From the article, here is the description of the current JCT and its role (footnotes omitted):
The JCT is a bipartisan committee of ten members of the House and Senate tax‐writing committees, and exists principally to provide justification for its staff. The committee does not report legislation, and rarely convenes hearings or performs other traditional functions of a legislative committee. The staff of the JCT — currently including about 50 economists, lawyers, and accountants — assists every member of Congress at each stage of the tax legislative process, and provides a source of tax expertise that is independent of the executive branch. The staff is nonpartisan rather than bipartisan; unlike staff supporting most other Congressional committees (including certain joint committees), the JCT staff is not affiliated with any party and is not separated into majority and minority party staff members.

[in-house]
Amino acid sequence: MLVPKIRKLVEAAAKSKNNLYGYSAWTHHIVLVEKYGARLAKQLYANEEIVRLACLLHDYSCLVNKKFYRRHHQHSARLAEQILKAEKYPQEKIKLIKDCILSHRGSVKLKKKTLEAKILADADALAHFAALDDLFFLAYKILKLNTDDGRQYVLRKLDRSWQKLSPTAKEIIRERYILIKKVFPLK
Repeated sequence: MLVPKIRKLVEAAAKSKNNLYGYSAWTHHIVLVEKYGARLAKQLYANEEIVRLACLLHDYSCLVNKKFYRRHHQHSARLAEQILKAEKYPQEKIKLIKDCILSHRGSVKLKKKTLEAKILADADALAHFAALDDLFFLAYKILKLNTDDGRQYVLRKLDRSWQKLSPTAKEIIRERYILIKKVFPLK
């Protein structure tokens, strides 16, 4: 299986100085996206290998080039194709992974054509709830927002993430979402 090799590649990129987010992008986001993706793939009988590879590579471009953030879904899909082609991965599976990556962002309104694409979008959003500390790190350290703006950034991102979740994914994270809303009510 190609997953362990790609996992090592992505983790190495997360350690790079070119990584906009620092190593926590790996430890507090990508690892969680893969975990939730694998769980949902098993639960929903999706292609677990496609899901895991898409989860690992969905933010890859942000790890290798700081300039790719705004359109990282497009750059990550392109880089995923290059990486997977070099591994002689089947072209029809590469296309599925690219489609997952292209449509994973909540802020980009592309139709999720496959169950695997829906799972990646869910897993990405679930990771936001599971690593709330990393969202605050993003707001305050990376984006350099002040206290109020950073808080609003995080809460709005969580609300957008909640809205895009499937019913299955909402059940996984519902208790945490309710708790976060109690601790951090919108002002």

Although the staff serves all of Congress, its principal duty is to be a policy advisor to the chairs, ranking members, and other members of the tax‐writing committees. In this role, the staff helps to develop, analyze, and evaluate many tax policy options for those committees and assists with all of the legislative tasks necessary for enactment of a bill. In addition, the staff provides the official revenue estimates used by Congress for all proposed tax legislation. The staff also reviews all tax refunds in excess of $2 million and monitors the administration of the tax laws by the IRS. Occasionally, the staff performs tax‐related investigations, such as examining President Nixon’s tax returns and the tax positions of the Enron Corp. The JCT and its chief of staff are given direct access to otherwise confidential tax return information and permitted to delegate that access to others.Here is the abstract of the article: